AMS increases mental health coverage following student criticism

The AMS has raised mental health coverage by $250, three weeks after coverage decreased from $1,500 to $1,000.

In January 2022, the AMS announced it would expand mental health coverage in the AMS/GSS Health & Dental from $1,000 to $1,500, backdated to September 2021. But, on August 31, the student society quietly let the extra $500 in coverage expire. Many students criticized the reversion to $1,000 in coverage, saying the change had been poorly communicated and that $1,000 in mental health coverage would not be enough.

According to a tweet from the AMS’s official Twitter, AMS President and interim VP Finance Eshana Bhangu and the AMS/GSS Health & Dental Committee have now approved a $250 increase in mental health coverage — from $1,000 to $1,250.

The coverage is effective September 1, 2022, Bhangu said in an email to The Ubyssey Wednesday morning.

"In full candidness, I heard students and their concerns and the reason it took the time it did is because we were trying to find a solution and offer increased mental health coverage in a way that the AMS can actually consistently afford," she wrote.

Bhangu initially justified the $500 decrease by saying that increased mental health coverage comes at “increased cost” to students, and that only 1.37 per cent of students had used the full $1,000 coverage.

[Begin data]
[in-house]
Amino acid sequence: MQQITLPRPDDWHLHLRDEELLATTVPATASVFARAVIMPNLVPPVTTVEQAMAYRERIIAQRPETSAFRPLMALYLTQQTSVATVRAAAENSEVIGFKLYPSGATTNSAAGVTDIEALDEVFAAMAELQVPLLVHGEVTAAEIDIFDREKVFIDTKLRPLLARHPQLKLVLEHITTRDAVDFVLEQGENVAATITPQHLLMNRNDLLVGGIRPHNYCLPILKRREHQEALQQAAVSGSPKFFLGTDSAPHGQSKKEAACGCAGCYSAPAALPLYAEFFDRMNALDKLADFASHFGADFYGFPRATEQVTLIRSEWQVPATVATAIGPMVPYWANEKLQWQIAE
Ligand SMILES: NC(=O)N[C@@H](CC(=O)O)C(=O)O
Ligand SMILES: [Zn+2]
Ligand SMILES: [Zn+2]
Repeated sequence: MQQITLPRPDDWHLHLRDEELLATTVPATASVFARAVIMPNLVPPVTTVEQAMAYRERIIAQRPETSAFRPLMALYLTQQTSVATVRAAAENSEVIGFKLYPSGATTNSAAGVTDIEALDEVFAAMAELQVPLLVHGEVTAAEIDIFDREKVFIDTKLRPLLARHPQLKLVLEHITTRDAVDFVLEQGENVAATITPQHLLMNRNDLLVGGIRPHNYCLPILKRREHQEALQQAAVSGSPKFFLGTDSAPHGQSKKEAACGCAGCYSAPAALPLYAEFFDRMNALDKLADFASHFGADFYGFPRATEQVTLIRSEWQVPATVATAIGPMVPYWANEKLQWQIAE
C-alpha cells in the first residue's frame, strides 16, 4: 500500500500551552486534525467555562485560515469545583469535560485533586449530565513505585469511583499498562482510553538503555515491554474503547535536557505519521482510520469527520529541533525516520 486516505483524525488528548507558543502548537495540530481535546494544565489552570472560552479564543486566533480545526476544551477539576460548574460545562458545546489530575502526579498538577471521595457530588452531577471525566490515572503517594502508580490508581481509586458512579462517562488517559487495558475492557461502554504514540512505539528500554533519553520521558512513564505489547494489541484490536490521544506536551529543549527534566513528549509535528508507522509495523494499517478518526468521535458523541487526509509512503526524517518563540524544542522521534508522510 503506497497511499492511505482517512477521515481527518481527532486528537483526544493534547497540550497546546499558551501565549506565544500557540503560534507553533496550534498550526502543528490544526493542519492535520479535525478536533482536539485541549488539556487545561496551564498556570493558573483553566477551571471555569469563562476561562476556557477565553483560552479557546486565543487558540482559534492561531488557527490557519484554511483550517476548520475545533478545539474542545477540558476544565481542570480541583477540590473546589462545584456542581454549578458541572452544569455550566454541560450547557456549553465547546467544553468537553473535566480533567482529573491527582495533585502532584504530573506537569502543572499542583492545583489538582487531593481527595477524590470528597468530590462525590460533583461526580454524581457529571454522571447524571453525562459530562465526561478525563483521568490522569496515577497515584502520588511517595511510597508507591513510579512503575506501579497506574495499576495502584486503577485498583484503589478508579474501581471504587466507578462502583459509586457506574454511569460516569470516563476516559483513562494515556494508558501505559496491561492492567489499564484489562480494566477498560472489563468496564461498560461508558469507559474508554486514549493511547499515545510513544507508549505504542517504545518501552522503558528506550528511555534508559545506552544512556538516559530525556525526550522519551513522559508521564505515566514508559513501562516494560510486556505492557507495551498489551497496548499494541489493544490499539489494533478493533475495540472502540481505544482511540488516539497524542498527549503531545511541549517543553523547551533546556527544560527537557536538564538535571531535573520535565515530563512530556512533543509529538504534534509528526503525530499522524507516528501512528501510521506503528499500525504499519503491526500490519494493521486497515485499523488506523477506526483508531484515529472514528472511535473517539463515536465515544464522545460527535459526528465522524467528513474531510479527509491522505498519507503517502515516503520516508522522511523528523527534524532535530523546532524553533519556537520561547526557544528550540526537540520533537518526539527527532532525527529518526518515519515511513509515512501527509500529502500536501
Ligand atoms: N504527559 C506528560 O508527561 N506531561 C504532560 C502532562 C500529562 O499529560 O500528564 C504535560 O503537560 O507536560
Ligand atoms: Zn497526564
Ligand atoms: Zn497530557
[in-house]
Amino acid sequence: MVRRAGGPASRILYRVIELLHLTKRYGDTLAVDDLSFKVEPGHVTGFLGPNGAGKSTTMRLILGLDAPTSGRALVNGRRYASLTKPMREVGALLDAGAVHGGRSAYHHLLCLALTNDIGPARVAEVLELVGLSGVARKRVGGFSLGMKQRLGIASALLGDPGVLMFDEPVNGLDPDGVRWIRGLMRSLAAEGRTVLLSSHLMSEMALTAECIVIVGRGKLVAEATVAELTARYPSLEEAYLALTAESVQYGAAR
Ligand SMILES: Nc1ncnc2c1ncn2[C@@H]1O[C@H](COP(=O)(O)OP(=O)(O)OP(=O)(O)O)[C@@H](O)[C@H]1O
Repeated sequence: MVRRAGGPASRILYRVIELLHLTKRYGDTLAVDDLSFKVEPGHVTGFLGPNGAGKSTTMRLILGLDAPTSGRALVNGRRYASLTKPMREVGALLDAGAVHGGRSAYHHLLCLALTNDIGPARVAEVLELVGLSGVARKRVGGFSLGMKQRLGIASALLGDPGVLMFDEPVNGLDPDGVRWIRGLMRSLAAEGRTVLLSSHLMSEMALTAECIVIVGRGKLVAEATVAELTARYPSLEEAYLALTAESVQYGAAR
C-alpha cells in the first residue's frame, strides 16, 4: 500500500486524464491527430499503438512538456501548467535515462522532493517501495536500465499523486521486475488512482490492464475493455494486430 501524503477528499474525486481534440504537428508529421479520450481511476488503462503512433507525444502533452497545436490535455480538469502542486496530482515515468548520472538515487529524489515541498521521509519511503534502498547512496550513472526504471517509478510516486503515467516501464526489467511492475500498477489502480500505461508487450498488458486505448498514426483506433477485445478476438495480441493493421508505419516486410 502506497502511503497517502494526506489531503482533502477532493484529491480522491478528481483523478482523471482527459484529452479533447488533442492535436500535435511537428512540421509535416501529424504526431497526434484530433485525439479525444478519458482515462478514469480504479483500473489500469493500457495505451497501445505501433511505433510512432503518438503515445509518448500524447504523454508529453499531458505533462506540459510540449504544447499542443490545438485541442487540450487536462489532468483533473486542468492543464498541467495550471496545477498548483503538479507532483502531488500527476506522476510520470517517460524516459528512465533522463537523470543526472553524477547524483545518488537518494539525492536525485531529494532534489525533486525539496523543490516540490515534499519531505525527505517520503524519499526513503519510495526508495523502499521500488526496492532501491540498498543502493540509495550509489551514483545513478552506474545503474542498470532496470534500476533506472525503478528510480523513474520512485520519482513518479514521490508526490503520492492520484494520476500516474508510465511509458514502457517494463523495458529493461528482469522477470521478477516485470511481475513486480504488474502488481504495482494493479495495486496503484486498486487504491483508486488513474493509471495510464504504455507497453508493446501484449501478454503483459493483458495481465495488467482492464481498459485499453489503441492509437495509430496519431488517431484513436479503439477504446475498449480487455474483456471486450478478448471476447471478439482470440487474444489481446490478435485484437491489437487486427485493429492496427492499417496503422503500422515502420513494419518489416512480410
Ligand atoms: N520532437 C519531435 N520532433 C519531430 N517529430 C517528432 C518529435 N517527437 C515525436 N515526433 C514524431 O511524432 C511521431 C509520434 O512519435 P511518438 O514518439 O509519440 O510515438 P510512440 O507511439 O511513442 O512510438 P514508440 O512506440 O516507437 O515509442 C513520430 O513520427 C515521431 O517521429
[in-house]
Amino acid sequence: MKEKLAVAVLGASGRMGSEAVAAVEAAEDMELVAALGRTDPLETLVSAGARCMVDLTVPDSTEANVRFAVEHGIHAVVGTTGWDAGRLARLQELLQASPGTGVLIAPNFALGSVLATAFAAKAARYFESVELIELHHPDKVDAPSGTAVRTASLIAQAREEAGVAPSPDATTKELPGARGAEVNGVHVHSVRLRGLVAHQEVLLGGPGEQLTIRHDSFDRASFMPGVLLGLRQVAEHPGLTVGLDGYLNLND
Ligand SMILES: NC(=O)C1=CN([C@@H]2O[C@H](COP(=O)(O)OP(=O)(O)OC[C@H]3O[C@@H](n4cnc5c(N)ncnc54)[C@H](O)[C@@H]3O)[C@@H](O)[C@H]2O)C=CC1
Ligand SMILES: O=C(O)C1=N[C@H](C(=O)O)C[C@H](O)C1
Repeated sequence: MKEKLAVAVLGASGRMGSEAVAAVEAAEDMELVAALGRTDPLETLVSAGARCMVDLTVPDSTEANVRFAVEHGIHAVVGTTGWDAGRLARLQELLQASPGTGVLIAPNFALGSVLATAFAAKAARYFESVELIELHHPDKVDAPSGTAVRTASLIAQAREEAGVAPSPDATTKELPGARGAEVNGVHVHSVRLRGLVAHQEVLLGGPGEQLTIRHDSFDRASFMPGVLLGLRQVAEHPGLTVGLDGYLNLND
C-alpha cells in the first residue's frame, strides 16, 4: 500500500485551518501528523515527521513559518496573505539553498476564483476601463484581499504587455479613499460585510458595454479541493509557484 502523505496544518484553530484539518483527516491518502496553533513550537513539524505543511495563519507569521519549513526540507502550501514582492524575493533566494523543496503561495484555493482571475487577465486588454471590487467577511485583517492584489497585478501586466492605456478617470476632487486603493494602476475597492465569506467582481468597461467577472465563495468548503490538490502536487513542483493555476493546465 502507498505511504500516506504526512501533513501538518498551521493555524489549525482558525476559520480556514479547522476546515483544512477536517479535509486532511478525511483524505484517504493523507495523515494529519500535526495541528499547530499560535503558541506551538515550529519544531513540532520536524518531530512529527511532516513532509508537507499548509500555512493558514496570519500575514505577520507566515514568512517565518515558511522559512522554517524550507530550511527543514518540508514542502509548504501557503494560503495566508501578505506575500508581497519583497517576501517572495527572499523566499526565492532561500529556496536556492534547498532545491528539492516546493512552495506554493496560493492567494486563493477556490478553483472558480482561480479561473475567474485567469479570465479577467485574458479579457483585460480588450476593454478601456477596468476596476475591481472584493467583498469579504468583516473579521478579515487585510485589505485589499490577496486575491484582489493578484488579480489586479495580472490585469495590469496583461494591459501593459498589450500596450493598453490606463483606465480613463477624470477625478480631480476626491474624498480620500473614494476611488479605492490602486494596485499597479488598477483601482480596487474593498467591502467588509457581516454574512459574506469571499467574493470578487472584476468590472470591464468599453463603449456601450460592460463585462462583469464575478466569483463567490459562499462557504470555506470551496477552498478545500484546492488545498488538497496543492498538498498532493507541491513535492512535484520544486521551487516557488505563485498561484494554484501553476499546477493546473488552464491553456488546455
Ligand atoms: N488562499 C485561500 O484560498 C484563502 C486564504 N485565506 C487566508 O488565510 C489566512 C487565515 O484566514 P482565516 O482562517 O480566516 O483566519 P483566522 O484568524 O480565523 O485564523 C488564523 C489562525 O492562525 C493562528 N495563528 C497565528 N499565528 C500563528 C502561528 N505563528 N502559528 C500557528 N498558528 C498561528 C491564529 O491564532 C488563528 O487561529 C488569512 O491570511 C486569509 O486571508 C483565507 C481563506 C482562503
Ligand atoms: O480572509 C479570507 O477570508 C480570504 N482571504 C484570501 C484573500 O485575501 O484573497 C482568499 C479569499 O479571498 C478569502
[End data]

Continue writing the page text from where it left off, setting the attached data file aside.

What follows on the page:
Students also criticized Bhangu for going back on her campaign promise to permanently raise mental health coverage to at least $1,250. Bhangu wrote in her email that the $250 increase is intended to be permanent.

"It will require efforts and planning on the part of the Health and Dental Committee to ensure that the AMS can afford it as a permanent change ... and we’re fully committed to doing what it takes and exploring creative solutions to prioritise this coverage that students have made clear is very very important for them."

The change also comes midway through the by-election to find a permanent VP finance.

During Tuesday night’s debate, candidates had diverging plans on whether or not the coverage through the AMS/GSS plan should be increased, but agreed mental health coverage needed improvement.

In statements to The Ubyssey, all three candidates said they supported the raise. 

Candidate Lawrence Liu said he wants to make a further, permanent increase to the coverage.

“I really believe it doesn’t stop here … there will be more that we can do to even further increase that coverage,” Liu wrote. 

However, Kamil Kanji and the Arts Student Centre (represented by Mathew Ho) wrote they want to ensure the increase is sustainable in the long-term. 

“Without elaboration on where the costs are coming from … The ASC finds it difficult to assess the long term sustainability,” the ASC wrote. 

“This is only the beginning and we need to explore creative ways to further the increase and sustain it,” wrote Kanji.

When asked why the AMS announced this change while students are considering someone to fill the position that oversees mental health coverage, Bhangu said the student society doesn't stop working during an election.

"We want to ensure that a change like this is made and communicated to students before the end of the Change-of-Coverage period and first month of the policy year so students know what to expect."

This piece was updated at 2:55 p.m. on September 21 to include comments from the VP finance candidates.